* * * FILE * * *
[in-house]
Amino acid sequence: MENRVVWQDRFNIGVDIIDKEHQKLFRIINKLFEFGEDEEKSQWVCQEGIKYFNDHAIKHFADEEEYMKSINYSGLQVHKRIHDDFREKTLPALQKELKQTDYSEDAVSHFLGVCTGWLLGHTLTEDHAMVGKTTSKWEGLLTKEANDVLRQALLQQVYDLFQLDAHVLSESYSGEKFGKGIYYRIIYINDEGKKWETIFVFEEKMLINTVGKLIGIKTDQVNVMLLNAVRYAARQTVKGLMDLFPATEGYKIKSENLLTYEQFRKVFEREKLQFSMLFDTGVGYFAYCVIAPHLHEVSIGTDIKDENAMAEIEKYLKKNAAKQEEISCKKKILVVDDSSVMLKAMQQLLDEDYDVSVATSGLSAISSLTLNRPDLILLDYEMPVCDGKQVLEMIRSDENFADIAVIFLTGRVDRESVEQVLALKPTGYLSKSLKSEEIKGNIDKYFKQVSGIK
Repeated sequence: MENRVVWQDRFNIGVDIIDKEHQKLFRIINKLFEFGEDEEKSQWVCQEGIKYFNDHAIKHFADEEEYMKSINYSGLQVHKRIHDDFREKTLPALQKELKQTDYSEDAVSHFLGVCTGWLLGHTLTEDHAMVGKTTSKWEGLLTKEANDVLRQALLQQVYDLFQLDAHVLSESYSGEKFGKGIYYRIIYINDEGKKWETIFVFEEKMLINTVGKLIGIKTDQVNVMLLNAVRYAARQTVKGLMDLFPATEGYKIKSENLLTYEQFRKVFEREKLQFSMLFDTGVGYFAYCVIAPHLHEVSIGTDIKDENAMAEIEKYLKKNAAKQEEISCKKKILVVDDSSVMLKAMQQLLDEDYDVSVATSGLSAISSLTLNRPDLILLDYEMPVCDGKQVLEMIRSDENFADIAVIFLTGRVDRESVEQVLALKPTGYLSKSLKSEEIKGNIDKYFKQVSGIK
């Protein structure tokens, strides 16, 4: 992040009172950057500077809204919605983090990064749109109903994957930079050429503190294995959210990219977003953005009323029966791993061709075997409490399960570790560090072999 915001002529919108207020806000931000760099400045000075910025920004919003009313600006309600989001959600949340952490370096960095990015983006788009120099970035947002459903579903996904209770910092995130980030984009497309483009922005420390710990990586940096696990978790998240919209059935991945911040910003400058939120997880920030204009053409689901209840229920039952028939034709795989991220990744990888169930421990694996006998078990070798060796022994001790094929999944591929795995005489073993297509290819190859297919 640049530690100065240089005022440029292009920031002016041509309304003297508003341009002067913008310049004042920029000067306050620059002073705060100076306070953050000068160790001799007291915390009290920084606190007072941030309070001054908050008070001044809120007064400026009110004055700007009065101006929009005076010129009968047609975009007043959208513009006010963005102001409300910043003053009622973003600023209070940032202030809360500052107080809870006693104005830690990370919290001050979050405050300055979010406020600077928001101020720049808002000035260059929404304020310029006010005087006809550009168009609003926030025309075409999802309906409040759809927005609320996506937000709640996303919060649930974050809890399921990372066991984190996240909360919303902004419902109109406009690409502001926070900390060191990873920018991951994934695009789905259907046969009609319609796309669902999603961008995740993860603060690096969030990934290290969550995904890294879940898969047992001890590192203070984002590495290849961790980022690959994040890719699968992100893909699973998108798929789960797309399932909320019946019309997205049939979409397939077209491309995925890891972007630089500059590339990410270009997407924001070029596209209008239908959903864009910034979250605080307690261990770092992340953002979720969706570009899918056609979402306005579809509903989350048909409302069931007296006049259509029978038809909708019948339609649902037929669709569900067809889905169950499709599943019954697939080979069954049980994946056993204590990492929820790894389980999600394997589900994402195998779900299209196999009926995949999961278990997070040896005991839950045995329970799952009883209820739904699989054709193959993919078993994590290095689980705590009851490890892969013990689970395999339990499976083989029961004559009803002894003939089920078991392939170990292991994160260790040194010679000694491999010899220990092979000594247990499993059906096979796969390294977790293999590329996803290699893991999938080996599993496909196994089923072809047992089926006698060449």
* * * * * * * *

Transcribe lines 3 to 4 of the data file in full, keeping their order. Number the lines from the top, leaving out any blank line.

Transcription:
Repeated sequence: MENRVVWQDRFNIGVDIIDKEHQKLFRIINKLFEFGEDEEKSQWVCQEGIKYFNDHAIKHFADEEEYMKSINYSGLQVHKRIHDDFREKTLPALQKELKQTDYSEDAVSHFLGVCTGWLLGHTLTEDHAMVGKTTSKWEGLLTKEANDVLRQALLQQVYDLFQLDAHVLSESYSGEKFGKGIYYRIIYINDEGKKWETIFVFEEKMLINTVGKLIGIKTDQVNVMLLNAVRYAARQTVKGLMDLFPATEGYKIKSENLLTYEQFRKVFEREKLQFSMLFDTGVGYFAYCVIAPHLHEVSIGTDIKDENAMAEIEKYLKKNAAKQEEISCKKKILVVDDSSVMLKAMQQLLDEDYDVSVATSGLSAISSLTLNRPDLILLDYEMPVCDGKQVLEMIRSDENFADIAVIFLTGRVDRESVEQVLALKPTGYLSKSLKSEEIKGNIDKYFKQVSGIK
């Protein structure tokens, strides 16, 4: 992040009172950057500077809204919605983090990064749109109903994957930079050429503190294995959210990219977003953005009323029966791993061709075997409490399960570790560090072999 915001002529919108207020806000931000760099400045000075910025920004919003009313600006309600989001959600949340952490370096960095990015983006788009120099970035947002459903579903996904209770910092995130980030984009497309483009922005420390710990990586940096696990978790998240919209059935991945911040910003400058939120997880920030204009053409689901209840229920039952028939034709795989991220990744990888169930421990694996006998078990070798060796022994001790094929999944591929795995005489073993297509290819190859297919 640049530690100065240089005022440029292009920031002016041509309304003297508003341009002067913008310049004042920029000067306050620059002073705060100076306070953050000068160790001799007291915390009290920084606190007072941030309070001054908050008070001044809120007064400026009110004055700007009065101006929009005076010129009968047609975009007043959208513009006010963005102001409300910043003053009622973003600023209070940032202030809360500052107080809870006693104005830690990370919290001050979050405050300055979010406020600077928001101020720049808002000035260059929404304020310029006010005087006809550009168009609003926030025309075409999802309906409040759809927005609320996506937000709640996303919060649930974050809890399921990372066991984190996240909360919303902004419902109109406009690409502001926070900390060191990873920018991951994934695009789905259907046969009609319609796309669902999603961008995740993860603060690096969030990934290290969550995904890294879940898969047992001890590192203070984002590495290849961790980022690959994040890719699968992100893909699973998108798929789960797309399932909320019946019309997205049939979409397939077209491309995925890891972007630089500059590339990410270009997407924001070029596209209008239908959903864009910034979250605080307690261990770092992340953002979720969706570009899918056609979402306005579809509903989350048909409302069931007296006049259509029978038809909708019948339609649902037929669709569900067809889905169950499709599943019954697939080979069954049980994946056993204590990492929820790894389980999600394997589900994402195998779900299209196999009926995949999961278990997070040896005991839950045995329970799952009883209820739904699989054709193959993919078993994590290095689980705590009851490890892969013990689970395999339990499976083989029961004559009803002894003939089920078991392939170990292991994160260790040194010679000694491999010899220990092979000594247990499993059906096979796969390294977790293999590329996803290699893991999938080996599993496909196994089923072809047992089926006698060449």